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Overheating under load Z97X-GAMER-GT was OK on different motherboard


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I have recently installed a Gigabyte Z97X-GAMER-GT. I previously had an ASRock Z97 Extreme 4.

The CPU is an Intel I7-4790K

Once installed it defaulted to 4.4 ghz. At 4.4ghz even running a calculation in excel causes the CPU to spike over 100 degrees Celsius.

So I've dropped it back to 4.2, which is where I had it on the ASRock.

When running x264 or ffmpeg the system currently runs at around 90 degrees Celcius. At idle it sits on 28.

On the ASRock it was around mid 60s running the same two programs.

My system specs:

RAM- 32gb F3-2400mhz C10Q G.Skill
Boot: Samsung 850 Pro 256GB
Spinner: 3TB Seagate ST3000DM001
Cooling: Corsair H100i liquid cooler
Case: Coolermaster HF932 Advanced.
Graphics: EVGA GTX 970 ACX 2.0 w/4GB gddr5
PSU: Corsair HX850i

The cooler has 2 120mm fans. Case has front 140mm, rear 120mm side 200mm
All fans are controlled by a Lamptron FC Touch.

I have done all the obvious - Cleaned the CPU and cooler and added new thermal paste (small pea).
I have ensured the cooler's pump is securely fitted.
I have checked the fans are sucking air out (as opposed to in).

I've even eliminated the fan controller and connected fans to motherboard, but no change.

I'm a novice at overclocking, which is why I only ever change the CPU ratio to a small amount above the stock speed. But I sure would appreciate some assistance in figuring out why this new configuration is so hot.



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Re: Overheating under load Z97X-GAMER-GT was OK on different motherboard
« Reply #1 on: March 19, 2015, 01:15:49 am »
I have the Z97X-Gaming 7, w/Pentium G3258 and 37.5% overclock to 4.4GHz. For CPU cooler I use Cooler Master Seidon 240M. I did not use the thermal compound included with the water cooler. I used Artic Silver 5. My temperatures are in low 50 degrees C with a 100% load on CPU. I use the Intel Extreme Tuning Utility to monitor the temperature.

I don't think I have used the single small pea method for quite a few years. I used the vertical line method described in the Artic Silver 5 Instructions which are available on their webpage.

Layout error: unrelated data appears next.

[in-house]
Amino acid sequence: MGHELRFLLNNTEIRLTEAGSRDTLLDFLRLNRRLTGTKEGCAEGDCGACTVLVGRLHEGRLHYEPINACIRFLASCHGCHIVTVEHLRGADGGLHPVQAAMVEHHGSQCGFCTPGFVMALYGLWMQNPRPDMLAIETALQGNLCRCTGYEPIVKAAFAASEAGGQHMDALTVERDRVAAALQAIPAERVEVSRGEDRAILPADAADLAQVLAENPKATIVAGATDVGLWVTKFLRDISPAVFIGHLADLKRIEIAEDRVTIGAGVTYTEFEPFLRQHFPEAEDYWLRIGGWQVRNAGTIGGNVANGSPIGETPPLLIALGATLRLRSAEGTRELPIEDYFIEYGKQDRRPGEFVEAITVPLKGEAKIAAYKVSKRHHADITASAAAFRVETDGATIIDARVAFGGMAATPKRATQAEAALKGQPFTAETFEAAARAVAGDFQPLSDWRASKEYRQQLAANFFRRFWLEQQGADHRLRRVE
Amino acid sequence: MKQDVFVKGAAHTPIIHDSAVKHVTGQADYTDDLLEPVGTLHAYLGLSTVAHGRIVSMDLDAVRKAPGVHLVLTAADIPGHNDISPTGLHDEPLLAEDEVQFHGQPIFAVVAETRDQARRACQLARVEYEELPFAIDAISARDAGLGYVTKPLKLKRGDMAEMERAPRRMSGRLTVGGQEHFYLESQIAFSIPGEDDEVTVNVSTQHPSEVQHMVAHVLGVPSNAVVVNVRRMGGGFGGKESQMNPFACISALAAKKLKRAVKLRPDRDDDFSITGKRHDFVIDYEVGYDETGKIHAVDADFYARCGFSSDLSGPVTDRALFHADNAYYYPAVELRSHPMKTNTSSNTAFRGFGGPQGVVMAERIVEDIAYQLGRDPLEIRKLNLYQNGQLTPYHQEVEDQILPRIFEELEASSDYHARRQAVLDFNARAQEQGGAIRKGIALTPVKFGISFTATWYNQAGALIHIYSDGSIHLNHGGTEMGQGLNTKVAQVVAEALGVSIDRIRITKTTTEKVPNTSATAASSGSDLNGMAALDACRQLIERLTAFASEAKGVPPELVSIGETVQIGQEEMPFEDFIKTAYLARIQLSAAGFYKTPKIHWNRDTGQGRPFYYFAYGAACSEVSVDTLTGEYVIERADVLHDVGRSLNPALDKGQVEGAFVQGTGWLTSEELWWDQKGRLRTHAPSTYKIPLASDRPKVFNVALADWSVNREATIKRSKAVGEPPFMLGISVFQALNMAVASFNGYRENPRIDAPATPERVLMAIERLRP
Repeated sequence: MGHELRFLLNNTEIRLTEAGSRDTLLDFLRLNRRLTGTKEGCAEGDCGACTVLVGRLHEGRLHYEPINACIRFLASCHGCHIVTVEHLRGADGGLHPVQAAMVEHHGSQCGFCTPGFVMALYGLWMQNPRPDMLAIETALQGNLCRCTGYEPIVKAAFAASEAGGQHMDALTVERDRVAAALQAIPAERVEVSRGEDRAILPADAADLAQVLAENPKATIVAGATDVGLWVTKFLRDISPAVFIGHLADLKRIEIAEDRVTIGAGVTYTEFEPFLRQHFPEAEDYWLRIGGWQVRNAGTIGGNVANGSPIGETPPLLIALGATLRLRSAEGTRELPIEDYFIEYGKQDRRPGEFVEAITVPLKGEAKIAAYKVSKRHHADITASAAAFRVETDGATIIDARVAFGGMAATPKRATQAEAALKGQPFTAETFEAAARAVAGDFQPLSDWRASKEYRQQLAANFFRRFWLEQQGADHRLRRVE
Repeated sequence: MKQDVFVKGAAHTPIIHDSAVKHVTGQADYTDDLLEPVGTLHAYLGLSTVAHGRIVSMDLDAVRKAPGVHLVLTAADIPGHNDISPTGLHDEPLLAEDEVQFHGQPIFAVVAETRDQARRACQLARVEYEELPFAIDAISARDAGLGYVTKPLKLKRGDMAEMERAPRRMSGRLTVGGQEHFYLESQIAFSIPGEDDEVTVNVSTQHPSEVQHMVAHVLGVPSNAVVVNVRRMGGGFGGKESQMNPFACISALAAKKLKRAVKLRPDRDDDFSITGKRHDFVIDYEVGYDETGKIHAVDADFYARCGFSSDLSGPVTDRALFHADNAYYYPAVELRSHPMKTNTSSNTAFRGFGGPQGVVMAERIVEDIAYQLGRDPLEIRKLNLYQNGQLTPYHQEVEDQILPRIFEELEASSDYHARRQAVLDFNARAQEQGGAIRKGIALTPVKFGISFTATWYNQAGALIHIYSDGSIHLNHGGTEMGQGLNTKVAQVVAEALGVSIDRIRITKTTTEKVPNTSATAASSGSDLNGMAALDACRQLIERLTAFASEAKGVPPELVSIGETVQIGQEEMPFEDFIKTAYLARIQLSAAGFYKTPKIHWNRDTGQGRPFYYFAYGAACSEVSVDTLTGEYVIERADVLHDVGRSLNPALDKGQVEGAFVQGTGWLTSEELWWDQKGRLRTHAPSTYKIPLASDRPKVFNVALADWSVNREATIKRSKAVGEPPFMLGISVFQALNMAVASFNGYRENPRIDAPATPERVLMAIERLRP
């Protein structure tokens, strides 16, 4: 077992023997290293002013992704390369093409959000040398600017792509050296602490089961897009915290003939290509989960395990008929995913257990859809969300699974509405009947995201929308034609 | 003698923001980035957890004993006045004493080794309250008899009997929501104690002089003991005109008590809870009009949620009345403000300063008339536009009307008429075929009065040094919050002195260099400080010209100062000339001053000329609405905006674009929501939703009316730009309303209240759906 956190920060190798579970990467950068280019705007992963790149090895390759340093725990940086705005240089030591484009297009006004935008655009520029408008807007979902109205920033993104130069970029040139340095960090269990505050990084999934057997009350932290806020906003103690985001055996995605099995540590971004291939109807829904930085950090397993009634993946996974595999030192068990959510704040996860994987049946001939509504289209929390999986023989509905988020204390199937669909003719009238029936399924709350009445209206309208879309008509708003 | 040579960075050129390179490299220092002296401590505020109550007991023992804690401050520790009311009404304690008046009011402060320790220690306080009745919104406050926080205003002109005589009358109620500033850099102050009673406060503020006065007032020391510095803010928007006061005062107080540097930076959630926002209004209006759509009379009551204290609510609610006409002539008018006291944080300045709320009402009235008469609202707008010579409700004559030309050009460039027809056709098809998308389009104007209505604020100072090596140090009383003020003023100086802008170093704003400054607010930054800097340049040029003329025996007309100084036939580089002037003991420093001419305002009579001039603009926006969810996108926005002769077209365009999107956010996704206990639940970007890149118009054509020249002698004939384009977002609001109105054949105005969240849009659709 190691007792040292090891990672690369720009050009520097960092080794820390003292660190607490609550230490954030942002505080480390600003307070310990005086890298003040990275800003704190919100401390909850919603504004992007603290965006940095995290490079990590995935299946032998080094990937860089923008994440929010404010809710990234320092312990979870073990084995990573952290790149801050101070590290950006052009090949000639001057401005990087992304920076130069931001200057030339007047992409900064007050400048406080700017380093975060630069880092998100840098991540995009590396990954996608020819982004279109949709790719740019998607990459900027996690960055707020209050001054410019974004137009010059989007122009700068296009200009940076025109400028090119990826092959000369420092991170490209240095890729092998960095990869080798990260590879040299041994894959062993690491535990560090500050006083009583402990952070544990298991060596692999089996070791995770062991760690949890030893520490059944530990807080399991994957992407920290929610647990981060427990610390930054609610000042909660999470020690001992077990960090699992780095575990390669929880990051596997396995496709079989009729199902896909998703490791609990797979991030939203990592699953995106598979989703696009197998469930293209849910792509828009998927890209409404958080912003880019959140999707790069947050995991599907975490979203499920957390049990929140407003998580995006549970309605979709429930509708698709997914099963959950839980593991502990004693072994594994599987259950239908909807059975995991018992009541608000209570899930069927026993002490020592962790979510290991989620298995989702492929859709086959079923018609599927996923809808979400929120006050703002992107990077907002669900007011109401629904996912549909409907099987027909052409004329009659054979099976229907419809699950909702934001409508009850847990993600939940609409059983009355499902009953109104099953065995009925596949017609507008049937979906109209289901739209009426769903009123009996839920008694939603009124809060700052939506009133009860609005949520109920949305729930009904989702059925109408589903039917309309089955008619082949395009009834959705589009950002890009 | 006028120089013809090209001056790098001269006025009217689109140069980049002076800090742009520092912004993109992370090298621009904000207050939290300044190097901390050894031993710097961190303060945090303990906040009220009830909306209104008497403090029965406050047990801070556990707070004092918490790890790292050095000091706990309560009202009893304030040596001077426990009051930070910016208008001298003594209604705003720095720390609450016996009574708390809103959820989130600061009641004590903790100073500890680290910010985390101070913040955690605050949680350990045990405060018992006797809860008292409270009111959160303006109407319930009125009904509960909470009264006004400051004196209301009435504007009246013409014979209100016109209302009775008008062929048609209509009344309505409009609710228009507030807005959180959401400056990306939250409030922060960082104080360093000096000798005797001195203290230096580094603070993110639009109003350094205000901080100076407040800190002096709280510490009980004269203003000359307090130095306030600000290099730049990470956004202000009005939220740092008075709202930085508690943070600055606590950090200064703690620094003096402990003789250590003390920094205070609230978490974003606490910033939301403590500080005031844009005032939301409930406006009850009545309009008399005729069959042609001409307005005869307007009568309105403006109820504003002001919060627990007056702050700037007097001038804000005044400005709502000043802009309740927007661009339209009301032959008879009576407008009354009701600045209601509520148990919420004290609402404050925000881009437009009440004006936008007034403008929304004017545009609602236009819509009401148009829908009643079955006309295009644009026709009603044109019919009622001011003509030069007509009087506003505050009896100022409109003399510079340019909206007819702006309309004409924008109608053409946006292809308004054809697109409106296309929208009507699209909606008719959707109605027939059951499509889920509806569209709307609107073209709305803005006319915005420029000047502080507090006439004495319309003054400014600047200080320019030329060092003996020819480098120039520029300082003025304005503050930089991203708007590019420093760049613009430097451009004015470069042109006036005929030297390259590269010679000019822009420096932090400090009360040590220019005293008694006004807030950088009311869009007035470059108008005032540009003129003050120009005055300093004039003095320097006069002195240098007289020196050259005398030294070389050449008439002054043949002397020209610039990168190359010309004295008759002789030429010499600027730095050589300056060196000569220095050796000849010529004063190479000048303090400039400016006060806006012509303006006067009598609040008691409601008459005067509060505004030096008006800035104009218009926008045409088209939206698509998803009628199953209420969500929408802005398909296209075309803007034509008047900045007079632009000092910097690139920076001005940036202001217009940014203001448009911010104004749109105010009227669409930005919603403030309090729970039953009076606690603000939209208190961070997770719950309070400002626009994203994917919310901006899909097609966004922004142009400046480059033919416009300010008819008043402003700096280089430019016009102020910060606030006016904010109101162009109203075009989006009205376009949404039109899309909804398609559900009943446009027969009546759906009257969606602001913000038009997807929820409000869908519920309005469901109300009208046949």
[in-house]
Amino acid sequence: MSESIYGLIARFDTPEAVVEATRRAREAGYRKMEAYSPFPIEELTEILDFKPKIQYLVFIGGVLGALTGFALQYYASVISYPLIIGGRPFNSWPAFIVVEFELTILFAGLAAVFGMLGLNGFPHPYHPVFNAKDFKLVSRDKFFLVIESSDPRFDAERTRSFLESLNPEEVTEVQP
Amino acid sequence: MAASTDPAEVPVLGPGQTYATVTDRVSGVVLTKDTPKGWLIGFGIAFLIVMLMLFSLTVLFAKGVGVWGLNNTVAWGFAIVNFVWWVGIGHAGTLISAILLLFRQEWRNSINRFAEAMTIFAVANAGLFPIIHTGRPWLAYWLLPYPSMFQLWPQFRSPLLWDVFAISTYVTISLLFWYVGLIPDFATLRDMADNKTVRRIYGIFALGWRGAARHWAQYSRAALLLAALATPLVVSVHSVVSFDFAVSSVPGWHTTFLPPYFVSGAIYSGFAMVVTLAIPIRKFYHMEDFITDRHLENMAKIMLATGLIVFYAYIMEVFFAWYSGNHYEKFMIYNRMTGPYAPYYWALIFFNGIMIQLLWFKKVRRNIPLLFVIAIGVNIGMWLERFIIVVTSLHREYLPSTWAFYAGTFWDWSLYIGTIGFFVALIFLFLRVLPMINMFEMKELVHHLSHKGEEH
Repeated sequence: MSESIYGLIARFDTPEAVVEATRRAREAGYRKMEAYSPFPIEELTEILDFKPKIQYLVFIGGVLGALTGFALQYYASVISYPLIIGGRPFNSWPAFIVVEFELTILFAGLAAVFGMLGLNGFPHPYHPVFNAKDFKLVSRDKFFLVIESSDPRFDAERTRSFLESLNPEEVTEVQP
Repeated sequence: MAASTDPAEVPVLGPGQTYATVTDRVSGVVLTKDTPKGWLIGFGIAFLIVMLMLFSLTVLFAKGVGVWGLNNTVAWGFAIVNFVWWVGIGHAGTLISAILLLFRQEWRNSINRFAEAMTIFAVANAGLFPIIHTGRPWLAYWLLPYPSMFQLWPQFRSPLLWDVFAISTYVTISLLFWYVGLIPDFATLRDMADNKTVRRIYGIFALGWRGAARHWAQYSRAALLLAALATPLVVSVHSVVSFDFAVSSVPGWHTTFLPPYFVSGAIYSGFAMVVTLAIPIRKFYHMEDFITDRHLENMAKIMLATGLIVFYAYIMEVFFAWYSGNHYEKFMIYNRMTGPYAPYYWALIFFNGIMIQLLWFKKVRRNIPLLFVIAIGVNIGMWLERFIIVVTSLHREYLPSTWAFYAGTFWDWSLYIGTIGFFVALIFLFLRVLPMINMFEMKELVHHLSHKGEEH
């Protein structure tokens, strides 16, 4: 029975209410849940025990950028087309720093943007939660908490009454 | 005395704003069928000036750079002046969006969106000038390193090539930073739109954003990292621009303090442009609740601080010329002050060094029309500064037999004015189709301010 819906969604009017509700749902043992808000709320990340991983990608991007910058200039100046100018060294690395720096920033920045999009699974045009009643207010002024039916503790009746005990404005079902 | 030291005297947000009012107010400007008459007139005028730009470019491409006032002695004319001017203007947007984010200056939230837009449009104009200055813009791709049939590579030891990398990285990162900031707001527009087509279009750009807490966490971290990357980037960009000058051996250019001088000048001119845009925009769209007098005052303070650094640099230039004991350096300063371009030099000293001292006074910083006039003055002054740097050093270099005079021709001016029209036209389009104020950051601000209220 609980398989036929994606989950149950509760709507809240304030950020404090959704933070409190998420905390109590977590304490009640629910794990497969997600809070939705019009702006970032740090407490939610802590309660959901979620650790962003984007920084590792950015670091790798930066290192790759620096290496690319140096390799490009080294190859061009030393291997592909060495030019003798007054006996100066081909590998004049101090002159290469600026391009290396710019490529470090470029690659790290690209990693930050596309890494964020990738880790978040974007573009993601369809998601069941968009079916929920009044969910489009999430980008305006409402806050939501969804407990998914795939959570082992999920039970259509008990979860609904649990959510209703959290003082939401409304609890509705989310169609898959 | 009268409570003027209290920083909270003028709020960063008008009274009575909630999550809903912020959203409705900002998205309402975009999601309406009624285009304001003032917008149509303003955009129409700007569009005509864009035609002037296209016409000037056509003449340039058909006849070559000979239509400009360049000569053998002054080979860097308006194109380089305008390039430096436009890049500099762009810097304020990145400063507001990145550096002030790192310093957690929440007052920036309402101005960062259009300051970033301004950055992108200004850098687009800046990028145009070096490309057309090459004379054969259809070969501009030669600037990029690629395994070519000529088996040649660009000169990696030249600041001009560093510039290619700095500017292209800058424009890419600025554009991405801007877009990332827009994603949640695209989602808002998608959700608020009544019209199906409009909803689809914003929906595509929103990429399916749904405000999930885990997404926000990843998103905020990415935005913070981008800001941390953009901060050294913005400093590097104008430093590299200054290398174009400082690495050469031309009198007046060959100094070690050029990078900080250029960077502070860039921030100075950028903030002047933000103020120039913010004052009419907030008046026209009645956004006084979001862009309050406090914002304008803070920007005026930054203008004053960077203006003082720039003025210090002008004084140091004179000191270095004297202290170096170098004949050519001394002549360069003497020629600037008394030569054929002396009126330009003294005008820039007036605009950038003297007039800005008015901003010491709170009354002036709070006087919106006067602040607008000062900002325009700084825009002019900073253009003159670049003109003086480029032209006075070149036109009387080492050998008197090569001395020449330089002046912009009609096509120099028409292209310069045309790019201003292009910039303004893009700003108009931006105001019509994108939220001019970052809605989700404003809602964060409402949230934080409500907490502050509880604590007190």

Other things to check are if water is being circulated by the pump and if the protective plastic shipping cover was removed from the heatsink.
1) GA-Z97X-Gaming 7, G3258,
2) GA-990FXA-UD3 Rev. 1.1, FX-8350
3) GA-AM1M-S2P, Sempron 3850 Kabini

Re: Overheating under load Z97X-GAMER-GT was OK on different motherboard
« Reply #2 on: March 22, 2015, 03:02:37 am »
Hello Tanya; I have the same board and cpu as you do and had the same ,exact, issue you are describing in your post.
I am almost certain that your overheating problem is not due to a bad TIM application. (although you could take the block back off and verify that you have good TIM spread and surface contact between the chip and block)

 The first thing I would do is boot up your pc and go directly into the Bios (Press Delete button upon startup).
Once there take look at your CPU core voltage. If it is reading something like 1.45v at the default Turbo setting, then this more then likely is the main culprit to the overheating problem you are having. Apparently there is a Bios bug with the 4790k and the early bios on the GAMING-GT mobo that applies way more voltage then is needed to the CPU at default settings.

Now check and see if your Bios version is the early F2 version or the latest F5 version. If your board came with the F2 bios?  I almost guarantee that this is the main issue and you definitely need to download and flash the F5 version to resolve most issues and allow the 4790k to run like it should.

 While your in bios; Disable the Turbo setting and reset the base clock cpu multiplier to x40. You could further set each Core manually to 40 as well, if you want to insure that the cpu doesn`t go above it`s stock 4.0ghz, but may not be necessary providing that you set the base clock multiplier to x40. Auto settings should lower the voltage with these changes to a reasonable level and reduce high heat input to the cpu. 

Also; While in Bios don`t forget to disable the Intel graphics to eliminate conflicts with your GTX970 gpu.

Now save the settings and exit Bios and see if you can boot into windows.

Trying not to overwhelm you here to much, but please do try what I described above to see if we can atleast get the heat down and successfully boot into windows.

These are the first steps I took in resolving my issues which were basically identical to what you are posting here.
I am more then happy to assist you further if you like.